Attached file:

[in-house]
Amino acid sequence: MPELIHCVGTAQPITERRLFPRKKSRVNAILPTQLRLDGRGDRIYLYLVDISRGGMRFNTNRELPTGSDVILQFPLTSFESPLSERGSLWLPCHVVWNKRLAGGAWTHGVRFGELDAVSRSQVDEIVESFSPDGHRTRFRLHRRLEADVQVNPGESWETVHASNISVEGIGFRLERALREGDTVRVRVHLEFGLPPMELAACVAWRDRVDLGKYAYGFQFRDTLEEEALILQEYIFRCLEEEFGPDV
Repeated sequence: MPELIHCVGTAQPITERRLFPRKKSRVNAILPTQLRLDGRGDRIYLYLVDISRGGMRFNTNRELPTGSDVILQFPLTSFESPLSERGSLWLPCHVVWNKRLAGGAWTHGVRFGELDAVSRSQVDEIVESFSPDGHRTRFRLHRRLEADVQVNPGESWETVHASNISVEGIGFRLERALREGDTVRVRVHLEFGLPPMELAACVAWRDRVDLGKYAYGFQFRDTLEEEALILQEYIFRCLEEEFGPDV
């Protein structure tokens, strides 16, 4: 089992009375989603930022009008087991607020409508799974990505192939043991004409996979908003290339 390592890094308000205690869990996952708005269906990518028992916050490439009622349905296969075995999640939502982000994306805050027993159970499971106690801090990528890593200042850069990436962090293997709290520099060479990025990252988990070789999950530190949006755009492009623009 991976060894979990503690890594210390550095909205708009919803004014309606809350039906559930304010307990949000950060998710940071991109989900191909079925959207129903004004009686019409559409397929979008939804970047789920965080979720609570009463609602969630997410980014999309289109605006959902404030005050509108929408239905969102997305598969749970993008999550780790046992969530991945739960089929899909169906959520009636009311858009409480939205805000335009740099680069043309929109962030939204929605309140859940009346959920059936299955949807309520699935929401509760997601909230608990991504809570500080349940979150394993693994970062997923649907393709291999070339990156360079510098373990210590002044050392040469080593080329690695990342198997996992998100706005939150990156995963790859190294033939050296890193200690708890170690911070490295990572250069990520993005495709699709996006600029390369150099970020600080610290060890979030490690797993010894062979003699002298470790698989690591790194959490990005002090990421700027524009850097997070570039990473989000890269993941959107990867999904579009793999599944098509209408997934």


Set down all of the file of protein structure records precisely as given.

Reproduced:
[in-house]
Amino acid sequence: MPELIHCVGTAQPITERRLFPRKKSRVNAILPTQLRLDGRGDRIYLYLVDISRGGMRFNTNRELPTGSDVILQFPLTSFESPLSERGSLWLPCHVVWNKRLAGGAWTHGVRFGELDAVSRSQVDEIVESFSPDGHRTRFRLHRRLEADVQVNPGESWETVHASNISVEGIGFRLERALREGDTVRVRVHLEFGLPPMELAACVAWRDRVDLGKYAYGFQFRDTLEEEALILQEYIFRCLEEEFGPDV
Repeated sequence: MPELIHCVGTAQPITERRLFPRKKSRVNAILPTQLRLDGRGDRIYLYLVDISRGGMRFNTNRELPTGSDVILQFPLTSFESPLSERGSLWLPCHVVWNKRLAGGAWTHGVRFGELDAVSRSQVDEIVESFSPDGHRTRFRLHRRLEADVQVNPGESWETVHASNISVEGIGFRLERALREGDTVRVRVHLEFGLPPMELAACVAWRDRVDLGKYAYGFQFRDTLEEEALILQEYIFRCLEEEFGPDV
């Protein structure tokens, strides 16, 4: 089992009375989603930022009008087991607020409508799974990505192939043991004409996979908003290339 390592890094308000205690869990996952708005269906990518028992916050490439009622349905296969075995999640939502982000994306805050027993159970499971106690801090990528890593200042850069990436962090293997709290520099060479990025990252988990070789999950530190949006755009492009623009 991976060894979990503690890594210390550095909205708009919803004014309606809350039906559930304010307990949000950060998710940071991109989900191909079925959207129903004004009686019409559409397929979008939804970047789920965080979720609570009463609602969630997410980014999309289109605006959902404030005050509108929408239905969102997305598969749970993008999550780790046992969530991945739960089929899909169906959520009636009311858009409480939205805000335009740099680069043309929109962030939204929605309140859940009346959920059936299955949807309520699935929401509760997601909230608990991504809570500080349940979150394993693994970062997923649907393709291999070339990156360079510098373990210590002044050392040469080593080329690695990342198997996992998100706005939150990156995963790859190294033939050296890193200690708890170690911070490295990572250069990520993005495709699709996006600029390369150099970020600080610290060890979030490690797993010894062979003699002298470790698989690591790194959490990005002090990421700027524009850097997070570039990473989000890269993941959107990867999904579009793999599944098509209408997934």